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How to assign a custom task to an event that has not yet occured

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  • How to assign a custom task to an event that has not yet occured


    What is my problem ? I would like to configure my machines by creating a
    custom task who would send a message or start an application (not determined
    yet) when a hardware error event, like SMART error, occurs on the machine.

    I have followed the instructions from the pages :
    but I can get what I want because you always have to refer to an event that
    has already occured on the machine.
    It is confusing because you can read on technet : "it can be used to
    automatically notify a support professional when a critical event—for
    example, a potential hard drive failure—occurs on a client machine" but how
    do you do that ?
    The events I want to be alerted about are hardware failure so they have
    never occured before but I would like to be able to create the tasks.

    Can, please, someone help me on this ?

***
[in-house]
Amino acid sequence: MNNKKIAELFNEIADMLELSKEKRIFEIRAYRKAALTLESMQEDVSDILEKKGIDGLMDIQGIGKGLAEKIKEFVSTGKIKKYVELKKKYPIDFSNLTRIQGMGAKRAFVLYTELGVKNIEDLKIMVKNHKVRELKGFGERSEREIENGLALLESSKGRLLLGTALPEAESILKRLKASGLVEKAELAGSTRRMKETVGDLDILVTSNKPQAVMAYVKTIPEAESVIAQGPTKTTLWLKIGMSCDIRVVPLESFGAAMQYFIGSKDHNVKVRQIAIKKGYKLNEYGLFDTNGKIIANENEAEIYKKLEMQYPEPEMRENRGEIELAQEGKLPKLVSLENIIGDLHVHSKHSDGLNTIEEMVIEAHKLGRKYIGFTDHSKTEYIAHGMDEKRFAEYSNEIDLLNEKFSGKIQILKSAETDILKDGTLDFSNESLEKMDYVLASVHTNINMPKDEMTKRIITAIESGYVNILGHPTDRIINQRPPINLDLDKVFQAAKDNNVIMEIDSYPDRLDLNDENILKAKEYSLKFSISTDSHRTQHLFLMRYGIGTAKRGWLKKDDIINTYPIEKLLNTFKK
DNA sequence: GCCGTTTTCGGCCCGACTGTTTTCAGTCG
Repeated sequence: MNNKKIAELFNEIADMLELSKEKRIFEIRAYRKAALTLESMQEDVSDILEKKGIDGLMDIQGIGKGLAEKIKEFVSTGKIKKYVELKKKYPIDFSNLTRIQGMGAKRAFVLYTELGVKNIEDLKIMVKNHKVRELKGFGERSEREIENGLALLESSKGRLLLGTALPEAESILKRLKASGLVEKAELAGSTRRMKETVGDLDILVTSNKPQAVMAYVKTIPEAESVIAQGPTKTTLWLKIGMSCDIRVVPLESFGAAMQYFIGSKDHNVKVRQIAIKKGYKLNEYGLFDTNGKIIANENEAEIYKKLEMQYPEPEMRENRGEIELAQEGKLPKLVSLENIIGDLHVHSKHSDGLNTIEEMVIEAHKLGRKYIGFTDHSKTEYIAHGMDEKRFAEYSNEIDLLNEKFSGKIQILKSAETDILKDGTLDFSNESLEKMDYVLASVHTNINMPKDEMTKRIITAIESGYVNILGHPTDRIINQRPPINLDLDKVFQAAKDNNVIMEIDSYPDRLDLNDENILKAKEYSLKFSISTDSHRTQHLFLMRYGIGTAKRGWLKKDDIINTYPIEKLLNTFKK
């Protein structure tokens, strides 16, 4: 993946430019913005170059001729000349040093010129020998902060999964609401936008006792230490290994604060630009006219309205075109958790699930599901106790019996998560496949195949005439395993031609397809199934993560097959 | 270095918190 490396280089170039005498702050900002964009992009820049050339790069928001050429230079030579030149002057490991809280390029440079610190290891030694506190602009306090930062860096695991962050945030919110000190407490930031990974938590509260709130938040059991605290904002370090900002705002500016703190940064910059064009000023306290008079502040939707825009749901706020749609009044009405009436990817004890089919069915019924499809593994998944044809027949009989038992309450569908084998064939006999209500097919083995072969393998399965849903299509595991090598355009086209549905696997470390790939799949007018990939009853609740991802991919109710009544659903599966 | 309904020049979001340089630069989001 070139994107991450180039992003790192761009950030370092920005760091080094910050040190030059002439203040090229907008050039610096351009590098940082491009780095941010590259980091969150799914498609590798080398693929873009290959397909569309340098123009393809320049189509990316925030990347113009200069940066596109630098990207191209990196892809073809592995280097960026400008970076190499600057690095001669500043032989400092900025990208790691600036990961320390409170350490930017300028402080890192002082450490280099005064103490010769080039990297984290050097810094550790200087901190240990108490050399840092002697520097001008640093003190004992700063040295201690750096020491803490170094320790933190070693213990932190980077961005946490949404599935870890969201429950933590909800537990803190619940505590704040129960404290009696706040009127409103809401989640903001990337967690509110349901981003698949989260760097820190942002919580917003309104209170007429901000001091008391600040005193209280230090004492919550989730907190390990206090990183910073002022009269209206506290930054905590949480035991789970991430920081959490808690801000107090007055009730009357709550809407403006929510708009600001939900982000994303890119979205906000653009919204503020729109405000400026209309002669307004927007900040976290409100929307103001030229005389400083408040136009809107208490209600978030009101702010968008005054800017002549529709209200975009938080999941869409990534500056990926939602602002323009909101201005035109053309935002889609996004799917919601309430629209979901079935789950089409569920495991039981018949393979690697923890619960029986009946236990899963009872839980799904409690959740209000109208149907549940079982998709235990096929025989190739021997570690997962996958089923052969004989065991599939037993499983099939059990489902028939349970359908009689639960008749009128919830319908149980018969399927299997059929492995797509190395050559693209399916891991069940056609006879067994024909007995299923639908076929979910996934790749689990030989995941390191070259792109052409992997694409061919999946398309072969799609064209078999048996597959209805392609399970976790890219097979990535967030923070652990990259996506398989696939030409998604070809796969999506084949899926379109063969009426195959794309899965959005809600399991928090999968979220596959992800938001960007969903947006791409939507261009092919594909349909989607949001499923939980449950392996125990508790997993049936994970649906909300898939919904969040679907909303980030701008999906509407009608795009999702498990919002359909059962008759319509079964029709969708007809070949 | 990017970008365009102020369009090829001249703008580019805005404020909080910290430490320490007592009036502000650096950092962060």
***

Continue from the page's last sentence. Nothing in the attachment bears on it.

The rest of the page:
Thanks in advance.


  • #2
    Re: How to assign a custom task to an event that has not yet occured

    What a cool feature.
    What you want is in the Technet article, around Figure 3 in the middle of the page.
    In the new Task Scheduler, triggers can be further customized to fine tune when tasks will launch and how often they will run. An administrator can add a delay to a trigger, or set up a task to repeat at regular intervals after the trigger has occurred. Administrators can also set limits on tasks, indicating that the task must stop running after a given period of time. Activation and expiration dates can also be specified.

    Figure 3 illustrates the controls available for creating and customizing triggers using the Create New Trigger dialog. This dialog can be used to set up a new trigger or customize an event trigger created by the Task Scheduler Wizard.
    Figure 3 itself will show you the dialog you use.

    So basically you have to come out of Event Viewer and go into Scheduled Tasks
    I don't know anything about (you or your) computers.
    Research/test for yourself when listening to free advice.